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The young fillies at Chanceland Farm ripped and raced and ran, bolting from one end of the field to the other in a never-ending game of Who’s the Fastest? They ducked and dodged and dived, stopping to nibble some grass, sip some water, grab a nap in the sun or a roll in the dirt. Then off they’d go again.

All except one, anyway. She’d run for a while, then give up and just watch as her mates went this way and that.

“She was the lazy one out in the field,” said farm employee A.J. Hesketh-Tutton with a smile. “She would stand and watch all the other fillies. They’d run by her and she’d kind of follow behind them. They’d go back the other way and she’d follow. After about two or three times, she’d be like ‘I’ll just wait here. You’re going to come back.’ ”

A little more than two years later, she’s no longer waiting–and everyone else is watching her.

The bay filly grew up to be Cathryn Sophia, who became Chanceland’s most accomplished racehorse when she won the Kentucky Oaks-G1 at Churchill Downs May 6. Hesketh-Tutton runs the broodmare barn and cares for the young horses at the West Friendship, Md., farm and might be Cathryn Sophia’ biggest fan. After all, Hesketh-Tutton was there from just about the beginning–when the future Grade 1 winner was little more than a fuzzy, brown ball of energy with a penchant for sleeping with her tongue hanging out of her mouth.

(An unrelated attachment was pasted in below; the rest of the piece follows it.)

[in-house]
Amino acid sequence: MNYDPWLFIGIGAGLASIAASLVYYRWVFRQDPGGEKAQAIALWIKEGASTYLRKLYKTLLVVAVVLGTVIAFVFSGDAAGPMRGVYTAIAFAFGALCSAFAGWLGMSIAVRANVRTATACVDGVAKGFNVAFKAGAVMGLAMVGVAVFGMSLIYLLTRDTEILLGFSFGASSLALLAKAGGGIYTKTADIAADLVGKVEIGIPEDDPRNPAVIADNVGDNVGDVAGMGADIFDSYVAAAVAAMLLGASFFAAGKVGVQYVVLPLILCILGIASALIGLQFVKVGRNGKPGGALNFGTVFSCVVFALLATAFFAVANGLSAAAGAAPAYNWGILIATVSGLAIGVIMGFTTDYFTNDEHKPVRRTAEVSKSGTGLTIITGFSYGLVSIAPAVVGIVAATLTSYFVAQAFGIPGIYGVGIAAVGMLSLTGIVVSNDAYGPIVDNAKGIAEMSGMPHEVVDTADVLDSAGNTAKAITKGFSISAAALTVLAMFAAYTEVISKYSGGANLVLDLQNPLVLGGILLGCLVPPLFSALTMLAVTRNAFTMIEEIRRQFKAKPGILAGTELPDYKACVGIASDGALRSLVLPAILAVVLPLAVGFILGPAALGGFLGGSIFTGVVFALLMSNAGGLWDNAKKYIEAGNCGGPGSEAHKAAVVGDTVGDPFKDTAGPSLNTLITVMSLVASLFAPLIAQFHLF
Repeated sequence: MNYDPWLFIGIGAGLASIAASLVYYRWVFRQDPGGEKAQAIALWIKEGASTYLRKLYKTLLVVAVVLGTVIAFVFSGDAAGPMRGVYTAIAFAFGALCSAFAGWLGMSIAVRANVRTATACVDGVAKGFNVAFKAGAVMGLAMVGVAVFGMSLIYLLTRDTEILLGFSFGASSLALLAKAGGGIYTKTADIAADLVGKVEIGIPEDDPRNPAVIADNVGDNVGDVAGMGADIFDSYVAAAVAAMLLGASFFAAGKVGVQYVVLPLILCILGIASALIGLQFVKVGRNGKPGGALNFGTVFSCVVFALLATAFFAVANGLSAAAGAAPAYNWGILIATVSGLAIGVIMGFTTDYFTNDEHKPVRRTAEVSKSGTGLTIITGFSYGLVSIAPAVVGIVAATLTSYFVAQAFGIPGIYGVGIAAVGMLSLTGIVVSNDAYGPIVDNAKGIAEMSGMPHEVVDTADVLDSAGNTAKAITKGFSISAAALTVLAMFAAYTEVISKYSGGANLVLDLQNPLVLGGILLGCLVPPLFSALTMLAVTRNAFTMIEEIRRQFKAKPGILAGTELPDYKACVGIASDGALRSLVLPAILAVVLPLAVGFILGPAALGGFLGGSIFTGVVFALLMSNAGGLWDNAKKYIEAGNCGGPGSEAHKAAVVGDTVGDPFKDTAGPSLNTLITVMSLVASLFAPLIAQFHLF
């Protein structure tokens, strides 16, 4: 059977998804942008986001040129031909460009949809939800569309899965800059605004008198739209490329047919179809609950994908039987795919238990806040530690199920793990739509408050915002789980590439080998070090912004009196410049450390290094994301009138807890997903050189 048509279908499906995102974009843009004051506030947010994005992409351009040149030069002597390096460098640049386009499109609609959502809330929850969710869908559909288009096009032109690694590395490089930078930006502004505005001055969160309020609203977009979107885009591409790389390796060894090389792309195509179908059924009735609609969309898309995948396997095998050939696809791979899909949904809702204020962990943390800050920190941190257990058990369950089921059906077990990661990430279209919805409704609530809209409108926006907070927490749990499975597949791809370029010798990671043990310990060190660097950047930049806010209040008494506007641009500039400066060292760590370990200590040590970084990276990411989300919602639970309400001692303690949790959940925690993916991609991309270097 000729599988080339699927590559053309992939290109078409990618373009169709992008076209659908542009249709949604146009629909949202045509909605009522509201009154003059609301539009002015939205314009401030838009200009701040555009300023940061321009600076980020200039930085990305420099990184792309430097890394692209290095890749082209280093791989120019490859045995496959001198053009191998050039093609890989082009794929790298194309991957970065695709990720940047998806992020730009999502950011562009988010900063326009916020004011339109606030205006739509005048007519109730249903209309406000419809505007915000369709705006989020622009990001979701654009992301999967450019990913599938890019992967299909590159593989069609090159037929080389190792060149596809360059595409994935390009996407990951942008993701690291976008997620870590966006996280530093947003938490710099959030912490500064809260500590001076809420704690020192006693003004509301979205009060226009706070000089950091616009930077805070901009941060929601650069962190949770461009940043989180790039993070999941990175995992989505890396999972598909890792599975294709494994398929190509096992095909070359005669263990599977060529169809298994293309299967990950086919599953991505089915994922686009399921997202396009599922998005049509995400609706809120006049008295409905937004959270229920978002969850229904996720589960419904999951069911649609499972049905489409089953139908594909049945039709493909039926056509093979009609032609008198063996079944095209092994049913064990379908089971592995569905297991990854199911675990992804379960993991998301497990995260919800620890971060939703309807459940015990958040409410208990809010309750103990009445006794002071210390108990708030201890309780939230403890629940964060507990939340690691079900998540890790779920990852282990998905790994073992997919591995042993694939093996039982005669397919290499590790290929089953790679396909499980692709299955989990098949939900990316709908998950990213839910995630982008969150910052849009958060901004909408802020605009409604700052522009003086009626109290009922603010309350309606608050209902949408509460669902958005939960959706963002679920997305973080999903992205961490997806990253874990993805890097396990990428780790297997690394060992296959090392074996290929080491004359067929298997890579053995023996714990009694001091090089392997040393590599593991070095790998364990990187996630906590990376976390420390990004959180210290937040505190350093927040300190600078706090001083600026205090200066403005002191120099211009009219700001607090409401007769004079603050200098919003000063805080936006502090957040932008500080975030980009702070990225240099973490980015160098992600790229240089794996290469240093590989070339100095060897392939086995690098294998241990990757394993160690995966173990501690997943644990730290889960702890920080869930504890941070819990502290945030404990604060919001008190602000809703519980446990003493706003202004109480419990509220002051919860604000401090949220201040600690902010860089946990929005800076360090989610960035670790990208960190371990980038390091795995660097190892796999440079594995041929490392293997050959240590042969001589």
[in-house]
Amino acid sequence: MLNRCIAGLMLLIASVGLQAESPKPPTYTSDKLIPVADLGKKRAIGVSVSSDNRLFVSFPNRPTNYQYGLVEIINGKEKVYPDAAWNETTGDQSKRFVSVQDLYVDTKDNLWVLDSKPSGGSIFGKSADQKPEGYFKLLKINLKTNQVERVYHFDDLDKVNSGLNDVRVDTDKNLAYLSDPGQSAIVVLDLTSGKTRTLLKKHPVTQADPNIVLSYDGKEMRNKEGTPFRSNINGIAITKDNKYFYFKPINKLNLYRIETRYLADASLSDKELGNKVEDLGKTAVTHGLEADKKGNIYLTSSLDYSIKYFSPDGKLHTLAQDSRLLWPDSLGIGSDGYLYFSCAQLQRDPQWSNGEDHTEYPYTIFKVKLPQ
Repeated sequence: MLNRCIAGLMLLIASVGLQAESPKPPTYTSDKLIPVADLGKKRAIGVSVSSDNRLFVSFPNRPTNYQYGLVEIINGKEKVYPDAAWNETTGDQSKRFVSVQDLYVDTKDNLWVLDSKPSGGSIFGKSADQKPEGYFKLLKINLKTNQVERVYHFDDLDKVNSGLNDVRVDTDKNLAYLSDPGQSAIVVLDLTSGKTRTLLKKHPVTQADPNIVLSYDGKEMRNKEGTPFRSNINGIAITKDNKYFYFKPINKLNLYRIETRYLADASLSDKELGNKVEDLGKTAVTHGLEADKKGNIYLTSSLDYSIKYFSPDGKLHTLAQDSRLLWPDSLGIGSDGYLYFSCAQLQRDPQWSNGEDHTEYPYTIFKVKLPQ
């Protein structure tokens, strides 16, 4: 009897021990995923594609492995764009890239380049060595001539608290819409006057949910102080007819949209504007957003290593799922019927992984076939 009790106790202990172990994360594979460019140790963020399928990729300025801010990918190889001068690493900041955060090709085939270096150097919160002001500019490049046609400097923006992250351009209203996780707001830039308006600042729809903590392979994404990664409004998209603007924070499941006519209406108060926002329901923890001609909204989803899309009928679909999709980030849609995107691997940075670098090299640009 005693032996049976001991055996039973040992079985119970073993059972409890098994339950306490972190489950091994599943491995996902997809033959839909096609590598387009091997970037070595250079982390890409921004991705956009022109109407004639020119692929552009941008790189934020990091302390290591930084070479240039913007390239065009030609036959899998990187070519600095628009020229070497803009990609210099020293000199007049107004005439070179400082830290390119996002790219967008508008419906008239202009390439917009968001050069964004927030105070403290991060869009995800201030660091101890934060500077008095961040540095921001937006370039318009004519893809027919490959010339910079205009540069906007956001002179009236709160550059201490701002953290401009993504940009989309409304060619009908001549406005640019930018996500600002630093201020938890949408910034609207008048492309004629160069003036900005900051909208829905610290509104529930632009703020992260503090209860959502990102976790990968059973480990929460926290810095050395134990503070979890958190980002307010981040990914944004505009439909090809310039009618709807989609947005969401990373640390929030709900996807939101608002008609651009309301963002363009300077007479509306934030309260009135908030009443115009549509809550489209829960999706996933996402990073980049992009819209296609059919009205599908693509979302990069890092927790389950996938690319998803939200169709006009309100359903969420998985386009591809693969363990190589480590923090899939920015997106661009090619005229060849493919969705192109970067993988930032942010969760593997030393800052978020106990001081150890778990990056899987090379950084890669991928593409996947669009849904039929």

Cathryn Sophia still flops her tongue, and is partial to letting it droop waaayyy out to her left when she runs (feel free to flip back to the cover for proof). Though the people at Chanceland had veterinarians look at their filly, there’s nothing wrong with her jaw, no genetic defect, no misplaced muscle. She just has a long tongue, and isn’t afraid to show it, even though she’s mostly dropped the habit around the barn.

“That was how she lived until she was 6 or 7 months old,” said Hesketh-Tutton. “She used to run around the field when she was a baby and she’d come back with this big wet patch on the side of her face from her tongue slapping back and forth. After we weaned her was when we started noticing it going back in normally. When she was 8 months old, she’d just stick the tip out through her lip.”

Whether it had anything to do with her development or not will remain a mystery. Cathryn Sophia grew up like any other horse at Chanceland. Owned by Bob Manfuso and Katy Voss, the 195-acre farm just over the hill from the Howard County Fairgrounds and bordering I-70 routinely produces quality horses who go on to success on the racetrack, in the sales ring, and at the Maryland Horse Breeders Association’s annual yearling show. The first Grade 1 winner bred by Manfuso, Cathryn Sophia took it all to an extreme.